Plate Tectonic - Hazards (1)
Lab 

   
OBJECTIVES:
  • Plotting volcanoes in western United States.
  • Interpreting the results of data from plotting volcanoes.
VOCABULARY:
  • active
  • dormant
  • extinct
  • volcano
MATERIALS:

Students examine dangerous volcanoes in the United States.


The 1980 eruption of Mt. St. Helens

BACKGROUND:

Volcanic hazards occur where there are active or dormant volcanoes near inhabited areas, especially urban regions. An "active volcano" is defined as a volcano in an eruptive stage or shows signs of eruption. A dormant volcano is a volcano that has been active in the past, but is presently "sleeping." Dormant volcanoes can erupt again. Dormant volcanoes often have small earthquakes, suggesting magma is moving underneath them. Volcanic areas may have active hot springs, triggered by water heated by the magma. A third type of volcano, an extinct volcano, does not have a magma sources, and will never erupt again.

Your students should realize by now that volcanoes are a hazard. Many volcanoes are located in the western United States, in California, Oregon, and Washington. The most recent eruption in this area was at Mt. St. Helens, in Washington, in 1980. This eruption deposited ash over a wide area stretching as far east as Montana. Landslides caused major damage in the surrounding area, and even prevented river travel on the Columbia River (between Washington and Oregon). Mt. St. Helens continues to erupt lava and the volcano grows.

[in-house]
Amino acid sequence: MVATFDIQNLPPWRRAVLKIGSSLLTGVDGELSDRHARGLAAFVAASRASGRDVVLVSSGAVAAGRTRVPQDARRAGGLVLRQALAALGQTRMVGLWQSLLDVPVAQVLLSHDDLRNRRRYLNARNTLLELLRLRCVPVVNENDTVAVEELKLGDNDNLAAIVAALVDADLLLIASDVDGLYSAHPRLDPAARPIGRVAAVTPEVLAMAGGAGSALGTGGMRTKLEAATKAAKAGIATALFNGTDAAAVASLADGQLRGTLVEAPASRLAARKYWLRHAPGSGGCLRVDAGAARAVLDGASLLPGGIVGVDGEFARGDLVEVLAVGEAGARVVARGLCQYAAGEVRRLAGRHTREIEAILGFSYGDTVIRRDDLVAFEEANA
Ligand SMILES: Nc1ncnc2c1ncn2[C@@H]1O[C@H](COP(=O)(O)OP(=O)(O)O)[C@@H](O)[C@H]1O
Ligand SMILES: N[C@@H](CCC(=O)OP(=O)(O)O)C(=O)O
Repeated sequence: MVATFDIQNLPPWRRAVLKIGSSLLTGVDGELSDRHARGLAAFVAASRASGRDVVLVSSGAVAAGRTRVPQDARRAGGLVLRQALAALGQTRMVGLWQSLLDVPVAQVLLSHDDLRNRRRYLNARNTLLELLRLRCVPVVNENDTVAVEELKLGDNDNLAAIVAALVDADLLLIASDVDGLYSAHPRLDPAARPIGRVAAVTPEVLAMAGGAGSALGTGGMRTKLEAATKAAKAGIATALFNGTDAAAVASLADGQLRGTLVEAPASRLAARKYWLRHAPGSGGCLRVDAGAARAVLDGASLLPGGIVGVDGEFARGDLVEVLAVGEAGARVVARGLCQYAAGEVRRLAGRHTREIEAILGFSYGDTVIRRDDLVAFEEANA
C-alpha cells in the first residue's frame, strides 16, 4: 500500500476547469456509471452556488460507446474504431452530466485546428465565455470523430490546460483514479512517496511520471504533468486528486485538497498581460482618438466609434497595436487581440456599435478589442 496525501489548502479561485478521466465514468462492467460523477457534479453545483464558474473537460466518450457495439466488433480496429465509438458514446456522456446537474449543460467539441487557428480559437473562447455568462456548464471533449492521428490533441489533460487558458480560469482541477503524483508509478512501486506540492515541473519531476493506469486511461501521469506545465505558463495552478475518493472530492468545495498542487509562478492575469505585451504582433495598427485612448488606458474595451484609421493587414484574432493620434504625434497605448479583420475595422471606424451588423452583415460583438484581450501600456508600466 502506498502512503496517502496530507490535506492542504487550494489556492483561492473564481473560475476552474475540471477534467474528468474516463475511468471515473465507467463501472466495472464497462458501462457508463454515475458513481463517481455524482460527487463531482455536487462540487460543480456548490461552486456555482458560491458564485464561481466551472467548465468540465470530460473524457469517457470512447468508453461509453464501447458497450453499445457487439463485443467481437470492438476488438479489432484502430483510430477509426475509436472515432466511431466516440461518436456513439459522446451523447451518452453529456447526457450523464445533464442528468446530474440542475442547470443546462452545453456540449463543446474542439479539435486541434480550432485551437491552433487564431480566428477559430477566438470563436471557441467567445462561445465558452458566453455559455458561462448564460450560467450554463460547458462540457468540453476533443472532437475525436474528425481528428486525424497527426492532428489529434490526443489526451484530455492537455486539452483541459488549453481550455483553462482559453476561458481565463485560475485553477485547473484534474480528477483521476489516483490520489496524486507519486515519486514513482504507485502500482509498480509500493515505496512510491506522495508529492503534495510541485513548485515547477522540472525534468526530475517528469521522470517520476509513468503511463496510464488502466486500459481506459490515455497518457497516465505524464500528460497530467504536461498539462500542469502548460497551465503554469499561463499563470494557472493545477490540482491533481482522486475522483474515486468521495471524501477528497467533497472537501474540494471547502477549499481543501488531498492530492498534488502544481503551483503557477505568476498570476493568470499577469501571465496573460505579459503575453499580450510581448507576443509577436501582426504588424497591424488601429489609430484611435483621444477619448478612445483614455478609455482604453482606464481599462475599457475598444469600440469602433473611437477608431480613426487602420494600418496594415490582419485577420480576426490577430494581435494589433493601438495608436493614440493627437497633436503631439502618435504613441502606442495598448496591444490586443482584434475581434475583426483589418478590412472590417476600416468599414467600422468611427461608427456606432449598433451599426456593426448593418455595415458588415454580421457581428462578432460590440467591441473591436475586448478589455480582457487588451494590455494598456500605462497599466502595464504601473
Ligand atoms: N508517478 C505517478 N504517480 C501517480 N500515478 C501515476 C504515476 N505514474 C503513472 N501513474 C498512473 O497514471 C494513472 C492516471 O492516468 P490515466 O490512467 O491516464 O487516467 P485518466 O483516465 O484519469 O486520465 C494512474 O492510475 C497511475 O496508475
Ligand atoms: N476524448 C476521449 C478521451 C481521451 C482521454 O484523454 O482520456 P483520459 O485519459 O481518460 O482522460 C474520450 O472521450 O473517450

Mt St. Helens and the other volcanoes in this area are a part of the "Ring of Fire," the geologically active area of volcanoes that encircles the Pacific Ocean. First graders do not have to understand why they occur in this ring. They need to understand that volcanoes can cause damage.

PROCEDURE:
  1. Show the Mt. St. Helens slides within the Volcano Slideshow to your students. Locate Mt. St. Helens on a map of the United States. Most of the other slides in the set show other volcanic hazards. Tell your students that Mt. St. Helens erupted in 1980 and is still active.
      
  2. Have the students cut out the active and dormant volcano figures on one of the worksheet. Using the list below, review which volcanoes are active and which are dormant. Have the students cut out the volcano figures. You may want to use "cotton balls" for the active volcanoes. Instruct them to paste the pictures on the appropriate volcano. Here are the volcanoes to review:
      
    Mt. Rainier (dormant)
    Mt. St. Helens (active)
    Mt. Hood (dormant)
    Mt. Baker (dormant)
    Glacier Peak (dormant)
    Mt. Adams (dormant)
    Mt. Shasta (dormant)
    Mt. McLoughlin (dormant)
    Mt. Lassen (dormant)
      
  3. All of these volcanoes are either active or dormant. Ask the students if this might be a hazardous area. The answer is "yes" because all of these volcanoes have the potential for eruption. Ask the students if people should build big cities near these volcanoes. The answer is "no," because it might endanger people if the volcanoes decide to erupt.

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